read more here

Saturday, August 4, 2018

The Cohen Veterans Network shutting down clinics?

Hedge Fund Billionaire Steve Cohen Is Spending Big to Help Veterans. Why Are People Angry?
August 3, 2018

The story of the Cohen Network illustrates what could lie in store for veterans as Trump pursues his campaign pledge to place their care in the hands of the private sector.
The network’s original clinic, at New York University, got into a spat over who would own the patent rights from research that Cohen funded. And shortly after the hearing, Cohen mounted an aggressive lobbying campaign to get the government to subsidize the clinics.
Steven Cohen on the trading floor at Point72 Asset
Management in 2016.
Gillian Laub

But at that same moment, across the country, the Cohen Network was closing its clinic in Los Angeles less than a year after it opened. The Cohen Network’s leaders had alienated the staff there, former employees said, by telling them to prioritize healthier patients over homeless veterans. The shutdown was so hasty that former therapists said it left some patients in the lurch.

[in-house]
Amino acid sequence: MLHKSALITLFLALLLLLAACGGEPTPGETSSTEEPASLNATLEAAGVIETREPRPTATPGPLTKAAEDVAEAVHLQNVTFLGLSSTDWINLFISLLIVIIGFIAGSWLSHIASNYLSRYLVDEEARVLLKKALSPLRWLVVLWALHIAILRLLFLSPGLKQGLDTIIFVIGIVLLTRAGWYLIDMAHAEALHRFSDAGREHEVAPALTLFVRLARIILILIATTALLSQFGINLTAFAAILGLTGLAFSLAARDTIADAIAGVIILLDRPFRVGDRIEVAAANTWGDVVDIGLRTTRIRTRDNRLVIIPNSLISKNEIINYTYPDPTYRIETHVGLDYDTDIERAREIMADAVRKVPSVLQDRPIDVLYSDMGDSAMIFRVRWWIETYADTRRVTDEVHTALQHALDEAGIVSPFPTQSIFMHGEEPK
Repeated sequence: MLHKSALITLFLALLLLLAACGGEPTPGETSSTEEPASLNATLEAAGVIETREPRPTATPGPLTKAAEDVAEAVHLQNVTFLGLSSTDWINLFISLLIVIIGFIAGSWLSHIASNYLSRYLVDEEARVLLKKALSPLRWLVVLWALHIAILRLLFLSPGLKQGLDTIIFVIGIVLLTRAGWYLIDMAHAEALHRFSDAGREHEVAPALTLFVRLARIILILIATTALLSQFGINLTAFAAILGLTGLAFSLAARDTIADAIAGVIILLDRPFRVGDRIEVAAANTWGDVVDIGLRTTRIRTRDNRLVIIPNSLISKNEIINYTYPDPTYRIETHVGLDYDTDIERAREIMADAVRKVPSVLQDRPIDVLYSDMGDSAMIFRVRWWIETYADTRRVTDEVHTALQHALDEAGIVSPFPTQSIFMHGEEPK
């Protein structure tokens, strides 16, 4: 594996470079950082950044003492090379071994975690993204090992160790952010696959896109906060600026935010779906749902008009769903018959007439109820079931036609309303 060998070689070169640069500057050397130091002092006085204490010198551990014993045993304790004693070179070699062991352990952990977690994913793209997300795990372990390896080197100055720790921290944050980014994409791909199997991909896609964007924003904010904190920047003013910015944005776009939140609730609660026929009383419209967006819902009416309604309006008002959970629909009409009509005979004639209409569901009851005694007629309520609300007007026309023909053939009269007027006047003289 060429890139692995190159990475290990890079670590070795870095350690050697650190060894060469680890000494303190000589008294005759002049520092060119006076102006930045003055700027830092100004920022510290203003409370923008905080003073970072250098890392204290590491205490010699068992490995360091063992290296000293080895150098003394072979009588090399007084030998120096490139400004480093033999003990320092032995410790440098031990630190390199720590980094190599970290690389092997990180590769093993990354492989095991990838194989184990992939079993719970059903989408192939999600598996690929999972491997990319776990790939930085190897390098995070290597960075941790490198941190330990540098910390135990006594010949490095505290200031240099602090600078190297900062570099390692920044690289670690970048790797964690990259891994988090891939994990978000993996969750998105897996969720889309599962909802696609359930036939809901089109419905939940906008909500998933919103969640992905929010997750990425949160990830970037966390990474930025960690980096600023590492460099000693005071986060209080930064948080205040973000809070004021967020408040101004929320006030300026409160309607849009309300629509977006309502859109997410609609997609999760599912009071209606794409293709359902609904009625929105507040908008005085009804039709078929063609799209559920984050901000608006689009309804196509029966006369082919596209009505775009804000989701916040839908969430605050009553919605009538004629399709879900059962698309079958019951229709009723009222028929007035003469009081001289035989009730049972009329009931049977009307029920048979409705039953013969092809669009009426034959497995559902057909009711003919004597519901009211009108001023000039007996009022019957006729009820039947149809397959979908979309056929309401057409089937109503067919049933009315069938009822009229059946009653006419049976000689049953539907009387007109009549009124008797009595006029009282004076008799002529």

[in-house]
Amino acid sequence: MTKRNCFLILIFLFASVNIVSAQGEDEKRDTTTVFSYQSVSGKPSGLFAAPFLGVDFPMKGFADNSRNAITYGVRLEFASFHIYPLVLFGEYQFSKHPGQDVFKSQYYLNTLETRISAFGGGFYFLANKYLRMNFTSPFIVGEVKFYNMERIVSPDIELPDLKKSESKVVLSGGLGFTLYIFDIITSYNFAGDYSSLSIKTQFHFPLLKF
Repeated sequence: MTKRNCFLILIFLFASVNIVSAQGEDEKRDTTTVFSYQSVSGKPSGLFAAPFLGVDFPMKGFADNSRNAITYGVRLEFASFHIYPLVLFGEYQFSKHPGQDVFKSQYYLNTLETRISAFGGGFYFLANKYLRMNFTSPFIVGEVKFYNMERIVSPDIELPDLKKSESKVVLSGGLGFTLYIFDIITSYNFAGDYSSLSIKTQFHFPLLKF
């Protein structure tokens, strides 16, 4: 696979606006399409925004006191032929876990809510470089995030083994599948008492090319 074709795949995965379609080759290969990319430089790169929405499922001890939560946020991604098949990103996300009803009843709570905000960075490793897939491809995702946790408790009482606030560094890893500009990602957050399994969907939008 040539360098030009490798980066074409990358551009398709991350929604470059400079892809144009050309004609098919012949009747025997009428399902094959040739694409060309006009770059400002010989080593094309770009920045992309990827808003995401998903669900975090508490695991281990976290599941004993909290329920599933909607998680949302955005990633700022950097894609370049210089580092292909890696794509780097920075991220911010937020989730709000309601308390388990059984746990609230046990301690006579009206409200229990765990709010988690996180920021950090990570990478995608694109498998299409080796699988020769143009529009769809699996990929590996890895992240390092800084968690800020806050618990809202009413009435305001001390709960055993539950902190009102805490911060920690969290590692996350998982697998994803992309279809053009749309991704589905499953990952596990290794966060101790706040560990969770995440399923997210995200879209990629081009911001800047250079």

This article is a collaboration between Fortune and ProPublica, a nonprofit investigative news organization.

At a House hearing last year on post-traumatic stress disorder, a private organization showed up with an ambitious plan to help suffering veterans. The Cohen Veterans Network was opening a chain of free mental health clinics across the country, backed by $275 million from hedge fund billionaire Steve Cohen.

By contrast to the high-profile scandals at the U.S. Department of Veterans Affairs, the Cohen Network claimed 96% client satisfaction. In a statement for the hearing, the organization said its clinics “provide a desirable alternative” to the VA—a clear echo of President Trump’s campaign promise to let veterans skip the VA for “a private service provider of their own choice.”
read more here

Monday, June 18, 2018

Veterans in rural areas screwed out of care for PTSD

President Trump loves to say that his administration is giving veterans a choice on their care. For some strange reason, veterans would rather have the VA to be there for them.